# Thread: Need help with tangent lines and derivatives

1. ## Need help with tangent lines and derivatives

Hey,

I'm struggling with this one problem from my text book.
"Find the equations of the tangent lines to the parabola y=(x^2)+x that pass through the point (2, -3)."

I know how to find the derivative (2x+1) and then I can find one set of points (5,30) but I can't figure out how to find the other set of points.

2. ## Re: Need help with tangent lines and derivatives

f'(a) = 2a + 1

And the slope of the line between the point (a, a^2 + a) and (2, -3) is (a^2 + a + 3)/(2 - a) = 2a + 1
Can you solve that?

3. ## Re: Need help with tangent lines and derivatives

Yes, I get the points (5, 30) and (-1,0) and from there I can find the equations of the lines. Thank you so much!

4. ## Re: Need help with tangent lines and derivatives

Originally Posted by newslang
Hey,

I'm struggling with this one problem from my text book.
"Find the equations of the tangent lines to the parabola y=(x^2)+x that pass through the point (2, -3)."

I know how to find the derivative (2x+1) and then I can find one set of points (5,30) but I can't figure out how to find the other set of points.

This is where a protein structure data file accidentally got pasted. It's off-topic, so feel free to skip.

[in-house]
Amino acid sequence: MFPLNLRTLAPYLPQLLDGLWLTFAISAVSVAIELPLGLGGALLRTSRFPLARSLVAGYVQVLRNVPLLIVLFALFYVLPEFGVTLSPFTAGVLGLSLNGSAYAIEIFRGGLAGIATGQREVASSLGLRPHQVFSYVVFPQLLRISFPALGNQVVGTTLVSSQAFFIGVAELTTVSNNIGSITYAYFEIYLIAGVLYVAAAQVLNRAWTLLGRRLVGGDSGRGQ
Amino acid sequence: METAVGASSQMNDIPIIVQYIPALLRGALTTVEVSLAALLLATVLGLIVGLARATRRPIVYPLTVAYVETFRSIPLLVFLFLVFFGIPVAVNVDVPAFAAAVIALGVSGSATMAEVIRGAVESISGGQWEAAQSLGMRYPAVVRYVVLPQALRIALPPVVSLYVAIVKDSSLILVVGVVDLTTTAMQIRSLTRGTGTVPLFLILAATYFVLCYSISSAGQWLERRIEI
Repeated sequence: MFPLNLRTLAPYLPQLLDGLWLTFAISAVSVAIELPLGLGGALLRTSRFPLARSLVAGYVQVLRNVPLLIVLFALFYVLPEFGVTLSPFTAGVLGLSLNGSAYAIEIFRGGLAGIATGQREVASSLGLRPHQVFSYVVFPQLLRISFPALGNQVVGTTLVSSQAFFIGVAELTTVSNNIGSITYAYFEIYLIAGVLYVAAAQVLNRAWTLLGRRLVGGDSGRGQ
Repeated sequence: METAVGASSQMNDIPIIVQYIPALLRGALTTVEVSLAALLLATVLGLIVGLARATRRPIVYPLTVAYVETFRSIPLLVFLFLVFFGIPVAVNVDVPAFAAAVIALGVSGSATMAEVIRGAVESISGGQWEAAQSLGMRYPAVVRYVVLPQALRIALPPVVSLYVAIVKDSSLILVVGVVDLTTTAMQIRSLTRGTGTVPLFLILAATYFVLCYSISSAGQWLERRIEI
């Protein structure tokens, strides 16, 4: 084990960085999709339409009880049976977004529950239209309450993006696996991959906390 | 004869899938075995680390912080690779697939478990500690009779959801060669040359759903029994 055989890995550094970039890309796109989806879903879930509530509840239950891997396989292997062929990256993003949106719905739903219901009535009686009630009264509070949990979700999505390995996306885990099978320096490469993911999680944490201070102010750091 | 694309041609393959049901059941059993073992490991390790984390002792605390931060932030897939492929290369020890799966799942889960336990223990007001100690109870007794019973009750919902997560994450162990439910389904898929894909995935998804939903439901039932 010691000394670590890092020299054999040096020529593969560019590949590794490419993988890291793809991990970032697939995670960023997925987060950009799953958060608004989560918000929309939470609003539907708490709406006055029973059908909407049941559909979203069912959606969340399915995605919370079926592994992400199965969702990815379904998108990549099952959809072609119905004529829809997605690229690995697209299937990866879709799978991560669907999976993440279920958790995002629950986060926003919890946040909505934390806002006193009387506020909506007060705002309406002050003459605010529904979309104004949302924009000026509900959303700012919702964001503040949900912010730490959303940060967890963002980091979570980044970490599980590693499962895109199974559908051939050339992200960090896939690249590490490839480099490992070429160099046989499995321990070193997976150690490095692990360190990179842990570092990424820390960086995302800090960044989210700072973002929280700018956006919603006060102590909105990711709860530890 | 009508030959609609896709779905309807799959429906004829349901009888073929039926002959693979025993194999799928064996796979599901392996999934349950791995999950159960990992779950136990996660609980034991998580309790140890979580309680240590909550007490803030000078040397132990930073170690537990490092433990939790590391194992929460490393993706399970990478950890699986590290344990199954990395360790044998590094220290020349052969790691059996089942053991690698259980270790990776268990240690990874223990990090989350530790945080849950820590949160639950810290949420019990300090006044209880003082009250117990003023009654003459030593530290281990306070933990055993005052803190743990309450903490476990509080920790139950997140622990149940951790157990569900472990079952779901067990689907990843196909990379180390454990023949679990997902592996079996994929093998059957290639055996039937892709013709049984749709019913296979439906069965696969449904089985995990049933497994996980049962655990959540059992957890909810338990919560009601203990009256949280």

Let's say you have a point (p,r) on your parabola. (So, r is given by $r=p^2+p\,.$ )

The slope, m, of the line tangent to the parabola when x = p is $m=2p+1$. (this from your derivative)

The slope, m, of the line passing through points (p, r) and (2, -3) is given by $m=\frac{r-\,-3}{p-2}=\frac{r+3}{p-2}\,.$

So that $m(p-2)=r+3\,.$

Plug the in the earlier results for r & m into this. Solve for p. (There will likely be two answers.) You then have the x value(s) for the intersection of the tanget line, with the parabola.

5. ## Re: Need help with tangent lines and derivatives

Originally Posted by newslang
Hey,

I'm struggling with this one problem from my text book.
"Find the equations of the tangent lines to the parabola y=(x^2)+x that pass through the point (2, -3)."

I know how to find the derivative (2x+1) and then I can find one set of points (5,30) but I can't figure out how to find the other set of points.

Another way to do a problem like this is to use Fermat's "method of ad-equations" which predates Calculus. Any line through (2, -3) can be written y= m(x-2)- 3= mx- 2m- 3. Of course, at a point where such a line crosses the graph of $y= x^2+ x$ the two functions must give the same y-value: $mx- 2m- 3= x^2+ x$ or $x^2+ (1- m)x+ 2m+ 3= 0$. That's a quadratic equation with solution given by the quadratic formula: $x= \frac{m-1\pm\sqrt{(1- m)^2- 4(2m+ 3)}}{2}$. But if it is tangent that x must be a double root- the only root of this equation. That means that the discriminant must be 0: $(1- m)^2- 4(2m+3)= 0$. Solve that equation for m and then $x= \frac{m-1}{2}$.